RE: [logs] Cisco PIX logs

From: Carroll, Shawn (SCarrollat_private)
Date: Fri Jan 31 2003 - 13:09:37 PST

  • Next message: Rainer Gerhards: "RE: [logs] Cisco PIX logs"

    Don't want to sound pedantic, but how are you sure the packet you captured is the same one that generated the log message?  What device/program did you do the capture with?
        | Shawn Carroll                       Network Infrastructure Group    |
        | Tel:     (802) 660-7812             ALLTEL Information Services     |
        | Email:   scarrollat_private    2 Burlington Sq.                |
        | Cell:    (802) 233-4037             Burlington, VT 05401            |
    -----Original Message-----
    From: Rainer Gerhards [mailto:rgerhardsat_private]
    Sent: Friday, January 31, 2003 1:00 PM
    To: loganalysisat_private
    Subject: [logs] Cisco PIX logs
    Hi all, 
    I am banging my head for some time now, so I think it is time to ask for assistance... I am sure I am overlooking the obvious, but I simply don't see it ;)
    As an example, I have those two log lines in my PIX log (a little sanitized, though). According to Cisco's message description ( this tells me that the local machine at initiates a connection (via NAT) to What makes me stumble are  the ports. In the message, I see my local machine using port 1071 and connecting to pt 5780 on the remote one.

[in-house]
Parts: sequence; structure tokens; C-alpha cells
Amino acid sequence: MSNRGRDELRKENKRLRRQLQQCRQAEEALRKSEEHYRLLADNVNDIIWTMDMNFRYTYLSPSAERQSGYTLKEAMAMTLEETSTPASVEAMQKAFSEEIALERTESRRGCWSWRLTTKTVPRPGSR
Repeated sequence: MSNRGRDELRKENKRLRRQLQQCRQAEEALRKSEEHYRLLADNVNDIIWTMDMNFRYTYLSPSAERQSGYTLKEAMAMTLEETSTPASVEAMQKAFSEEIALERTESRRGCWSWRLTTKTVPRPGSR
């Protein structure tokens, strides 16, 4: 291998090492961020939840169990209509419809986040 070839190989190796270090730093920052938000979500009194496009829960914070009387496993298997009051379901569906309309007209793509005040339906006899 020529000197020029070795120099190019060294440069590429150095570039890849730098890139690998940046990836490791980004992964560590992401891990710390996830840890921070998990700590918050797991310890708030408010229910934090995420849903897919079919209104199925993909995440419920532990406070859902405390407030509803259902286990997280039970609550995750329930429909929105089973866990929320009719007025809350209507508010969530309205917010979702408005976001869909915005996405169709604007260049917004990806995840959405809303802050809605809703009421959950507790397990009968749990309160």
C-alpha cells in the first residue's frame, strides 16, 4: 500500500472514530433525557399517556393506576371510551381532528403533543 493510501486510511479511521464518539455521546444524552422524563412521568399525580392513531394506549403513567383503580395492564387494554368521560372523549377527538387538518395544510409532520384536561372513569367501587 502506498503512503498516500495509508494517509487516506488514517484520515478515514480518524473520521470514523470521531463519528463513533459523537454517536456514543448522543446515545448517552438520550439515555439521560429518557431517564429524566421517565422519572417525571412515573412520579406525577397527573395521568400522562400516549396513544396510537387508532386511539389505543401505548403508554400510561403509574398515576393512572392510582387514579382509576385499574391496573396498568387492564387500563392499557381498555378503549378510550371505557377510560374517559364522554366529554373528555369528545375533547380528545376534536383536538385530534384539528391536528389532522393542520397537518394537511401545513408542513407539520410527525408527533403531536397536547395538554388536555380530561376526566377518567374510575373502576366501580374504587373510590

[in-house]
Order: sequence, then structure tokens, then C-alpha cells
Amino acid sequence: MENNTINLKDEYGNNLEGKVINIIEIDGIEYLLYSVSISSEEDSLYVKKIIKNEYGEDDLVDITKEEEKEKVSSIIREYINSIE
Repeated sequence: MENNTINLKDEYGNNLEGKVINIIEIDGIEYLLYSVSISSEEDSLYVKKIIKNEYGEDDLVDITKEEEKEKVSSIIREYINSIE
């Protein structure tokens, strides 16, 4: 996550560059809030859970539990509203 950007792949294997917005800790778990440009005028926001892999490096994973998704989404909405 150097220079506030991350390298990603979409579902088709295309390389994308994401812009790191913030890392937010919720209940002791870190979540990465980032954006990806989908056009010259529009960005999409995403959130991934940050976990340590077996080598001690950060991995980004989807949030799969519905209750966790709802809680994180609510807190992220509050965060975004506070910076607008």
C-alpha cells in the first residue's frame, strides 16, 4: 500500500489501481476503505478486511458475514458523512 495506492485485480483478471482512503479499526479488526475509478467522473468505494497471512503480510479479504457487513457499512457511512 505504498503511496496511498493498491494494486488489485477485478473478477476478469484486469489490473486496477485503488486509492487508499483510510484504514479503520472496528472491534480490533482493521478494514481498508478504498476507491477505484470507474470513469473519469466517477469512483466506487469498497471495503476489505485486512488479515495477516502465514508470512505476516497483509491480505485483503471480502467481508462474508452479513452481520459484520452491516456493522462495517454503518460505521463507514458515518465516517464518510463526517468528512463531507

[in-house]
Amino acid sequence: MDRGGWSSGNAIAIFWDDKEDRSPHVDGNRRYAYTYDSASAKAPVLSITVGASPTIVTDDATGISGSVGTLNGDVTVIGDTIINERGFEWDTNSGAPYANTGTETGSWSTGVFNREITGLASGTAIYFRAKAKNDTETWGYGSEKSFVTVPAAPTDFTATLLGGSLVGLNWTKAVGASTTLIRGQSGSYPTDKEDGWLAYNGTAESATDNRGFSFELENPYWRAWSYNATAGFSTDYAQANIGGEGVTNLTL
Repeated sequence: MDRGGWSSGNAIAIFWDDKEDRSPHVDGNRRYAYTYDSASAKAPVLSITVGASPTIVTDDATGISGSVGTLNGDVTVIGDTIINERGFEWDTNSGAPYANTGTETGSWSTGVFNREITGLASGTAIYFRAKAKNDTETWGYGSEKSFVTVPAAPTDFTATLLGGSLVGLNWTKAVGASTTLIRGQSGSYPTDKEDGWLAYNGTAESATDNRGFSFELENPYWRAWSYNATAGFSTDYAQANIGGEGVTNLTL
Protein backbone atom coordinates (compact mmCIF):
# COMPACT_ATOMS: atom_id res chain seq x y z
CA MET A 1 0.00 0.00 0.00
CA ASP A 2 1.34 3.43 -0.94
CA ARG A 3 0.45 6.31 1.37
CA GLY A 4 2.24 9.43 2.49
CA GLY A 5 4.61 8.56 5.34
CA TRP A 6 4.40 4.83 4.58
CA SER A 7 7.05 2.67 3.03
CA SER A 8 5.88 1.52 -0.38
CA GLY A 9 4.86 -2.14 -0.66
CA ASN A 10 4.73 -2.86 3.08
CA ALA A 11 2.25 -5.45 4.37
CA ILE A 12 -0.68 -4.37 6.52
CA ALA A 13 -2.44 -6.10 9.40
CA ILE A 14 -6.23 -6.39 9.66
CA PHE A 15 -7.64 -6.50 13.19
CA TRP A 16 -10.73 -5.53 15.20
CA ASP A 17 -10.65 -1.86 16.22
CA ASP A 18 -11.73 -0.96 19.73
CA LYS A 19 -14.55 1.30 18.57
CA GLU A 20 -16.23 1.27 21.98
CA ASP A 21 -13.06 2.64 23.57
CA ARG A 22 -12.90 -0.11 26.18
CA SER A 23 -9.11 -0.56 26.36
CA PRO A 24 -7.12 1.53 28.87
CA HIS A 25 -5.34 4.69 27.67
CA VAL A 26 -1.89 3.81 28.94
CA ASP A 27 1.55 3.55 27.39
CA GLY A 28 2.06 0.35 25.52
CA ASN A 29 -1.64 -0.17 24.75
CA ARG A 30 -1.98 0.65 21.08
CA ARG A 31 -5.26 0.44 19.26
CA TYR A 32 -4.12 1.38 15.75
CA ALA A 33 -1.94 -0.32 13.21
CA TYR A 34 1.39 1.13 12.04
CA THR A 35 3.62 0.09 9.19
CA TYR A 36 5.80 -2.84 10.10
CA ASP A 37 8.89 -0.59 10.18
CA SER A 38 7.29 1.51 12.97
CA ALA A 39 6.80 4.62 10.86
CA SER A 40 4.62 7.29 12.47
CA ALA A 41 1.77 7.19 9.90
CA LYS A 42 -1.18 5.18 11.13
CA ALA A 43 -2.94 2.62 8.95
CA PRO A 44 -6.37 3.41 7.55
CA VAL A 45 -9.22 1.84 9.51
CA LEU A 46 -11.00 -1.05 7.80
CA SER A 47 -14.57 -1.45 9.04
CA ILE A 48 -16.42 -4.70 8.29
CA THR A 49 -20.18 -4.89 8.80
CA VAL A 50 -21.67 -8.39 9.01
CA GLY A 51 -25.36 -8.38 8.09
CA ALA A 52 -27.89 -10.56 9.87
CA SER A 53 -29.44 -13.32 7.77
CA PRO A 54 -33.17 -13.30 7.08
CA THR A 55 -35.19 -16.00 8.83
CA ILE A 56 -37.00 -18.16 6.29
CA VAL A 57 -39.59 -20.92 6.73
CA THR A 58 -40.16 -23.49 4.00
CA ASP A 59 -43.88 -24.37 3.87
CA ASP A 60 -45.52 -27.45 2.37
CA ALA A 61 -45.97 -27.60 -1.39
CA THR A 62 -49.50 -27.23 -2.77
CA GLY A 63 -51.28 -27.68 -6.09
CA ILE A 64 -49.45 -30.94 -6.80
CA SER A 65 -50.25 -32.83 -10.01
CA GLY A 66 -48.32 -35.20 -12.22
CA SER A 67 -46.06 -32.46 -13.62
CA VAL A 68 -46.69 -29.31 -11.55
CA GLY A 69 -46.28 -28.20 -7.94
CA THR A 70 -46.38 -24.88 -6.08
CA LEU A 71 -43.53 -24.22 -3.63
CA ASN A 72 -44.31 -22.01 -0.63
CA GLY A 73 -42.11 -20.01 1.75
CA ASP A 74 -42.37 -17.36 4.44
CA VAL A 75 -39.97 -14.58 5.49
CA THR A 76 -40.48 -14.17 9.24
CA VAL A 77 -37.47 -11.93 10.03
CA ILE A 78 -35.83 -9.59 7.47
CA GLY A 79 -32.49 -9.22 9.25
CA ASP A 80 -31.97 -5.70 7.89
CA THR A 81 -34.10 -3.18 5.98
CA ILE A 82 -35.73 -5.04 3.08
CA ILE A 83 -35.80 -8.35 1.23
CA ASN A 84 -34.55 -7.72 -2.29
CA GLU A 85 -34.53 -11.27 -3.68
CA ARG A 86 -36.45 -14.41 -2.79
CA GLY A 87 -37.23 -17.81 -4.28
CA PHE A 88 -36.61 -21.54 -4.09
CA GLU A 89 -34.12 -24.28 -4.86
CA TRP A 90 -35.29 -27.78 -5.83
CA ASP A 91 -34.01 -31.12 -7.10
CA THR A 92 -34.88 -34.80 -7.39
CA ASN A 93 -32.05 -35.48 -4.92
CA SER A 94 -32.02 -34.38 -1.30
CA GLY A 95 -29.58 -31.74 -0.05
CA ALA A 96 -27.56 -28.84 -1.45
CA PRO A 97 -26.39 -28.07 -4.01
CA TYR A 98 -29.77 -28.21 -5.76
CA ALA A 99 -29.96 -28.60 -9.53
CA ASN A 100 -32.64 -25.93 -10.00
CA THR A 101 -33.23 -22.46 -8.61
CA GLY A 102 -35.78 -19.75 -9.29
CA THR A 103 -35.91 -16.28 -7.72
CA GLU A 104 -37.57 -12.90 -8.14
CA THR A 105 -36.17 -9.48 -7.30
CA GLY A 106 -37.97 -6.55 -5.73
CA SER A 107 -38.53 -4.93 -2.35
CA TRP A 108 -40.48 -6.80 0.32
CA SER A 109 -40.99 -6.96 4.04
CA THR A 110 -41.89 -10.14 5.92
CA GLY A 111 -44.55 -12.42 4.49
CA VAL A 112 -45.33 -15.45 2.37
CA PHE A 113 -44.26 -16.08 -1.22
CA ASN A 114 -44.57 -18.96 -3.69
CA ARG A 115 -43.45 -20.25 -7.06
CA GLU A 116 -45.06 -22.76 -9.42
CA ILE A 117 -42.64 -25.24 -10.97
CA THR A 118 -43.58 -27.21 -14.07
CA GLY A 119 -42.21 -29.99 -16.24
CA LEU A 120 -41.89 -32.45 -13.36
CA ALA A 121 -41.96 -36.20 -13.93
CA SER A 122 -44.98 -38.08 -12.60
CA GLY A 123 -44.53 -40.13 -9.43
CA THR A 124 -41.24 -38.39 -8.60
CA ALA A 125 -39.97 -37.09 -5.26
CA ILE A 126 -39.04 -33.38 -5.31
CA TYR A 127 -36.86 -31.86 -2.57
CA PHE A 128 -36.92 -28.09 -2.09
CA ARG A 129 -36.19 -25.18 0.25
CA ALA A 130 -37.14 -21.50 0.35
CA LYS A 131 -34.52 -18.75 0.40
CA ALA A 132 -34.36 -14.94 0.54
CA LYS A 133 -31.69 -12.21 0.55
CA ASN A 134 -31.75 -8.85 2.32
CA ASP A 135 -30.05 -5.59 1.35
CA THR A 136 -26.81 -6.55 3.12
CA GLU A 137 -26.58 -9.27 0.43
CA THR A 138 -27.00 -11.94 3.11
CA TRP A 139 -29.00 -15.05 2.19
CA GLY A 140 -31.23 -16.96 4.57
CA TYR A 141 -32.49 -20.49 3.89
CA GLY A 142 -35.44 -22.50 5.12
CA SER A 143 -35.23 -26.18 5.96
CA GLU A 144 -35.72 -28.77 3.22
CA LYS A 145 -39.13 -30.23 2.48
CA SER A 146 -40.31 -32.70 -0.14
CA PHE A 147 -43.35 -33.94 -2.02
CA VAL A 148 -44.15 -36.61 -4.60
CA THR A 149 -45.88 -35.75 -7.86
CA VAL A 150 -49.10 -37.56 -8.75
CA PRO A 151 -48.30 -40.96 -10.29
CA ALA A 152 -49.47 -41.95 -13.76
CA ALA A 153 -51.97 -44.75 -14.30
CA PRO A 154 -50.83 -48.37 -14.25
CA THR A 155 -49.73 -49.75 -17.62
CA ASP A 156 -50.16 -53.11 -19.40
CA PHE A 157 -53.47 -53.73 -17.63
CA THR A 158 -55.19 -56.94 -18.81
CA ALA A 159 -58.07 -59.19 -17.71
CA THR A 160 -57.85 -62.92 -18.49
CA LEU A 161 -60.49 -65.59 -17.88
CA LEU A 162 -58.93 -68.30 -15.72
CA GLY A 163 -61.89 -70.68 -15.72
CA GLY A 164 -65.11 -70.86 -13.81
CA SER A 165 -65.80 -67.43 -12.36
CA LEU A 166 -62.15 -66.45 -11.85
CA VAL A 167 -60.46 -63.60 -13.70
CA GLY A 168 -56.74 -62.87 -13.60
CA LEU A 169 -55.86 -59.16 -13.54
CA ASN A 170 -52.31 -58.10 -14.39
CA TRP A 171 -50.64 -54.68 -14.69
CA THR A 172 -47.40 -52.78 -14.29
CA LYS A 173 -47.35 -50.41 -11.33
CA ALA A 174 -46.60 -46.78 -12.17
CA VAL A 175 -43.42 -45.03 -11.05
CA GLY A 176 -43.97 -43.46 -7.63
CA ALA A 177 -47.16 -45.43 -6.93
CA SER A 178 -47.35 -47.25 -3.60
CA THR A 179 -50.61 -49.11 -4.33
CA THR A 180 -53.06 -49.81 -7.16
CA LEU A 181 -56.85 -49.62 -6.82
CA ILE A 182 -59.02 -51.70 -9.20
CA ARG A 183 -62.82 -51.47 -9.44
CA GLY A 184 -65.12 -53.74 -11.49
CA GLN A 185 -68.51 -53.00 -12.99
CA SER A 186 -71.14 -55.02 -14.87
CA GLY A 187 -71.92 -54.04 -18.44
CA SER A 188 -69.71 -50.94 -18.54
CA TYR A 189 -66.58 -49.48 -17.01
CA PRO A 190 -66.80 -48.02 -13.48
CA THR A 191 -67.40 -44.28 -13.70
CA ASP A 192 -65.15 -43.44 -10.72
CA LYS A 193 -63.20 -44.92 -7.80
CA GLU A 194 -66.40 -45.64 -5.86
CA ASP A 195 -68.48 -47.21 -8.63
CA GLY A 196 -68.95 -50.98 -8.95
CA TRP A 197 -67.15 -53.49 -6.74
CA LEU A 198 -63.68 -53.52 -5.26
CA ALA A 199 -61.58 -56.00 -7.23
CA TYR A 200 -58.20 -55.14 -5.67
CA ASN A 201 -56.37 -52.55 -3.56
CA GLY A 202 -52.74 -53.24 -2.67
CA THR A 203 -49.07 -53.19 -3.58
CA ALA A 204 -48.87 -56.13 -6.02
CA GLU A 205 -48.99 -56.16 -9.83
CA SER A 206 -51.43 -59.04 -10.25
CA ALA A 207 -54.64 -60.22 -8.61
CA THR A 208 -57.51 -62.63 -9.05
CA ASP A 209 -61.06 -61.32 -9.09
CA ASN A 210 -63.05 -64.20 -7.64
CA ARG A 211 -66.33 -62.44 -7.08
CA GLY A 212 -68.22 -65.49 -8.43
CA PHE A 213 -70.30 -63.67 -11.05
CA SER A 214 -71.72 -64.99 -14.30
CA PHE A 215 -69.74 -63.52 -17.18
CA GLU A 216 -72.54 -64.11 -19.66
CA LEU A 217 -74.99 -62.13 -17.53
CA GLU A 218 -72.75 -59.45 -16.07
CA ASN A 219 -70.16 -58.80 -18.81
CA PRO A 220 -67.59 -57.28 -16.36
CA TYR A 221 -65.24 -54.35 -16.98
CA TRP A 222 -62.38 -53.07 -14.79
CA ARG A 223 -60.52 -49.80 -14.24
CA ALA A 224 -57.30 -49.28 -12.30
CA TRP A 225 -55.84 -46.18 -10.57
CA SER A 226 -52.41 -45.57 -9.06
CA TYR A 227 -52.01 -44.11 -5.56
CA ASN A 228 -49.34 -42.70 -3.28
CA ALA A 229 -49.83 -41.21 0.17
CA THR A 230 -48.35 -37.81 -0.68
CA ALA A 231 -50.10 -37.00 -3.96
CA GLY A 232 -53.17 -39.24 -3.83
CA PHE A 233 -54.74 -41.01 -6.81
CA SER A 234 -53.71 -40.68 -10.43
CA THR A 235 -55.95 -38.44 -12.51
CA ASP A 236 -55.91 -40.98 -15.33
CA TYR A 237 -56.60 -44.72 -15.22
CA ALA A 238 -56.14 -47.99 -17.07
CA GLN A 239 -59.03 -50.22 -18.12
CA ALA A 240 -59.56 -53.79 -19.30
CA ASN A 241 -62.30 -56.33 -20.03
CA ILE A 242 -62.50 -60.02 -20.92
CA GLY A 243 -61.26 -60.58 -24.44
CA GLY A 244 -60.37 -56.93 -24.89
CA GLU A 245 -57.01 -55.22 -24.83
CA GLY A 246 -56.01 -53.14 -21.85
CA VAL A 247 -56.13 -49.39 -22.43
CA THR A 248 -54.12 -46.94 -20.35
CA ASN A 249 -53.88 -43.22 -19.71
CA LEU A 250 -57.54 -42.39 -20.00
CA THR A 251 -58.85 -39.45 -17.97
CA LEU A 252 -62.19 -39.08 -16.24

2003-01-31,18:20:20,2003-01-31,18:20:20,,20,6,Jan 31 2003 17:12:41: %PIX-6-302005: Built UDP connection for faddr gaddr laddr
    2003-01-31,18:20:49,2003-01-31,18:20:49,,20,6,Jan 31 2003 17:13:10: %PIX-6-302006: Teardown UDP connection for faddr gaddr laddr
    So far, so good. When I look now at a packet capture taken on, I see that the source port is indeed 1071 but the destination is 53 (DNS). The same holds true for the packet coming back. I did not (yet) take a packet capture at the Internet side of the firewall.
    Any explanation for this? 
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